Wow, this Duminy ‘kid’ looks decent …

 JP Duminy (Gallo)
JP Duminy (Gallo)

Cape Town - It would have been even better had he been a raw 20-year-old, say, announcing himself for the Proteas as a stroke-player in a quite sizzling manner.

It’s the kind of pick-me-up development they need in one-day internationals, of course, especially following the cavernous gap left by the retirement of 9 577-run thrill machine AB de Villiers.

But we know that JP Duminy is instead in his 35th year, an infuriatingly enigmatic cricketer who has had as many “deaths” in the eyes of many observers as he has undergone all too many - and sometimes fleeting - rebirths.

Still, there was an audacity, an authority and an eye-opening fearlessness to his batting at Dambulla on Sunday that proved instrumental in South Africa’s heartening, ultimately comfortable five-wicket victory over Sri Lanka with 19 overs in hand, putting them 1-0 up in the five-game series.

This is a climate of unapologetic experimentation by coach Ottis Gibson and company with a next World Cup close (in England next May) in some respects, but also still suitably far away in terms of the luxury of fiddling with combinations and game-plans for the time being.

In terms of proven credentials with the blade from No 7 downward, the visitors looked ominously low-power on paper.

It left a serious onus on the more front-line figures in the order to produce the goods in pursuit of what you might brand a “tricky little target” in ‘Lankan conditions - given SA’s woes in the immediately prior Test series - of 194.

So nothing was yet cut and dried, that’s for sure, when Duminy took guard at 117 for three and, soon afterwards, saw his well-rooted captain Faf du Plessis succumb a little needlessly to a change-of-shot decision at the eleventh hour in a delivery.

But the Duminy who went about his business on Sunday looked anything but the so often grim-faced, bewildered, mortified character he can be when the cards just aren’t landing nicely for him, a hallmark he knows so darned well in an international career where personal stats just haven’t paralleled his undoubted talent.

More than prepared to reach into the Gobi from the Namib - or read: go a long way outside off-stump to “fetch” his frequent, almost unfailingly commanding sweeps against the spinners - Duminy simply had no plans to drag the contest into a white-knuckle ride.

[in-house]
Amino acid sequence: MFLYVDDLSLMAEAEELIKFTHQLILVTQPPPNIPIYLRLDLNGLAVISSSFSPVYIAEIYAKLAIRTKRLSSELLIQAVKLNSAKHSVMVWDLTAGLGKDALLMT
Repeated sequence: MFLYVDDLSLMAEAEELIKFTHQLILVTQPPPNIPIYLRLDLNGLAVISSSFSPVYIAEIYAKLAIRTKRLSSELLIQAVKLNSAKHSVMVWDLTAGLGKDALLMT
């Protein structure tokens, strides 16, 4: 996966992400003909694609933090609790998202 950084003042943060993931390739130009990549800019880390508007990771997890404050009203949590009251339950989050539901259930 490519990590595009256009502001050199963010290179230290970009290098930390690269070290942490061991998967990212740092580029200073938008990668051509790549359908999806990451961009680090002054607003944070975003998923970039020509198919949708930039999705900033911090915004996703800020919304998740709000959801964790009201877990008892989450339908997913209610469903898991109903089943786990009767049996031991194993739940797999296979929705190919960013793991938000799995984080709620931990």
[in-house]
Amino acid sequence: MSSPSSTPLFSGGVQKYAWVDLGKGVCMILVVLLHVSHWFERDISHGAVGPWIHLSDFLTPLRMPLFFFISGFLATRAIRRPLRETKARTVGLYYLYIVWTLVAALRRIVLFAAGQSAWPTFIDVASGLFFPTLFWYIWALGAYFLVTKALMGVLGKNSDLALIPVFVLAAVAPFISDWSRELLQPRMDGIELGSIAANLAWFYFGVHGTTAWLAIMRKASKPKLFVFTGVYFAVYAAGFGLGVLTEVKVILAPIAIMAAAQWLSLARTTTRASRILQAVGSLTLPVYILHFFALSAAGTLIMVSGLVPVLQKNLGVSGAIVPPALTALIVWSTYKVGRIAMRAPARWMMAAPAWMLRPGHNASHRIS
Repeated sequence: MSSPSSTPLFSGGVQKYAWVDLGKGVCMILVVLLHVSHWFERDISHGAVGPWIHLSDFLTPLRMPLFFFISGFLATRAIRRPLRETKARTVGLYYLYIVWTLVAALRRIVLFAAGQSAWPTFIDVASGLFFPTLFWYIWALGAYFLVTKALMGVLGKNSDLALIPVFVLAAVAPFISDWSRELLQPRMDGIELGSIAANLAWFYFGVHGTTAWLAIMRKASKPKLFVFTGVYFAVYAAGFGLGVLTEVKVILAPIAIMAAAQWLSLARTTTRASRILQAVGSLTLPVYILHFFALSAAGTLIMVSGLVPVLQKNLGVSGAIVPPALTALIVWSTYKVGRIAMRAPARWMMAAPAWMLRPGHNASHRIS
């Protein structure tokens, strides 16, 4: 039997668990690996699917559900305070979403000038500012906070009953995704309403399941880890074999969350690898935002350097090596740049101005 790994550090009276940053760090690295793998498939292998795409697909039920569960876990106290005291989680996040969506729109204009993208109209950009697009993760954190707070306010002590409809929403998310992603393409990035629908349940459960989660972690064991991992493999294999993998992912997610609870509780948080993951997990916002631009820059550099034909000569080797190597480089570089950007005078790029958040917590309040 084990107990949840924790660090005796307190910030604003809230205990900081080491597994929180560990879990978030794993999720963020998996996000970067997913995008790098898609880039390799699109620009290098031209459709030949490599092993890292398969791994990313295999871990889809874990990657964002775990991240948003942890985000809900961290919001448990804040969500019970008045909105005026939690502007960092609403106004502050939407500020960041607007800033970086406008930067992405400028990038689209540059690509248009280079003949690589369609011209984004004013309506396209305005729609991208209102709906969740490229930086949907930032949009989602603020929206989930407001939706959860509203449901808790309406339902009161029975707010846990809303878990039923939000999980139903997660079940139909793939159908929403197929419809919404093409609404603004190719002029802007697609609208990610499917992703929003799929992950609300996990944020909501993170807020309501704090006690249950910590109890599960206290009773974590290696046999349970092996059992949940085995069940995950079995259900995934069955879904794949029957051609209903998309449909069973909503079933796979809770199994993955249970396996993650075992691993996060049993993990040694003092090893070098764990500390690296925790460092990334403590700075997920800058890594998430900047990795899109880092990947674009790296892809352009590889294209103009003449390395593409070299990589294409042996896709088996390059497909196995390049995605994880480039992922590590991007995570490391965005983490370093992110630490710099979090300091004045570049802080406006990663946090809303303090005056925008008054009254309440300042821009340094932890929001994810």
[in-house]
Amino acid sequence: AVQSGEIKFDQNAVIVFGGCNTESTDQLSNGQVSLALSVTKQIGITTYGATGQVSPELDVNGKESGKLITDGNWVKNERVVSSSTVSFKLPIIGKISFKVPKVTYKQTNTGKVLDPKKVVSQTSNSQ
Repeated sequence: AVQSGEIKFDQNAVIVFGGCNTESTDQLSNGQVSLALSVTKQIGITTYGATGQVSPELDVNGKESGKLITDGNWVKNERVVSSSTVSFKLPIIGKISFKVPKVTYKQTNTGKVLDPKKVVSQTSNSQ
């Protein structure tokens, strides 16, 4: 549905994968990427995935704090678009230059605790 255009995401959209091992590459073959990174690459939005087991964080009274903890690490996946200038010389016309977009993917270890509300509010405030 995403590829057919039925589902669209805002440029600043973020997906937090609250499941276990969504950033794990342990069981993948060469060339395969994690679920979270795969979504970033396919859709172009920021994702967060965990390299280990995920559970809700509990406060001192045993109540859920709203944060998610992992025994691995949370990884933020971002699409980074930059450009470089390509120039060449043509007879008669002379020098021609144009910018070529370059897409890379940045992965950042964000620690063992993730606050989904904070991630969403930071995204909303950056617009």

“The mindset was to take it on,” he said in a post-match television interview, referring to the general team dynamic apparently intended beforehand, but also so profoundly applicable to his own attitude on the day.

And take it on the diminutive left-hander hungrily did, coming across, at least on this occasion, as every bit the seasoned maestro his now 185 caps in the format ought to suggest.

Duminy required only 32 balls (strike rate a De Villiers-like 165) for his clinical finishing job, his unbeaten 53 representing just his second half-century in Sri Lanka from 14 matches there.

The sequence of appearances stretches back to his maiden series as a rank novice, operating mostly around the No 8 spot, in distant 2004.

It hadn’t been the most glorious of ways to signal his longer-term ambitions, either, as his five knocks in that series saw him post 4, 22, 3, 0 and 0 – the third and fourth of those forgetful innings at the very same Dambulla he so enlivened on Sunday.

Fast-forward to the present, though, and the player provided a masterclass in how to take a game away from the opposition - and settle some butterflies on his own balcony - in no time at all.

This is a fitting time for Duminy to be oozing “senior pro” energy in the camp, and there is at least a hint now that the Proteas are righting their ship on the broader tour following the pain of the 2-0 Test humbling the Capetonian had played no part in.

Just as satisfying was that a 20-year-old was with him at the crease to help apply finishing touches to the ODI win, Wiaan Mulder also playing a handful of clean, punchy drives en route to his 14 not out.

It showed budding signs of strength of character on the Gautenger’s part, as his much earlier introduction as first-change bowler for the Proteas had been one laden with trauma: concession of 34 runs from three overs before playing no further part in an attack dominated by the rosy, four-wickets-each returns of Kagiso Rabada and Tabraiz Shamsi.

Look, Mulder’s an infinitely more genuine “kid”, and growth pains are inevitable.

Ask JP Duminy: you could almost say they’ve stalked him deep into adulthood …

*Follow our chief writer on Twitter: @RobHouwing

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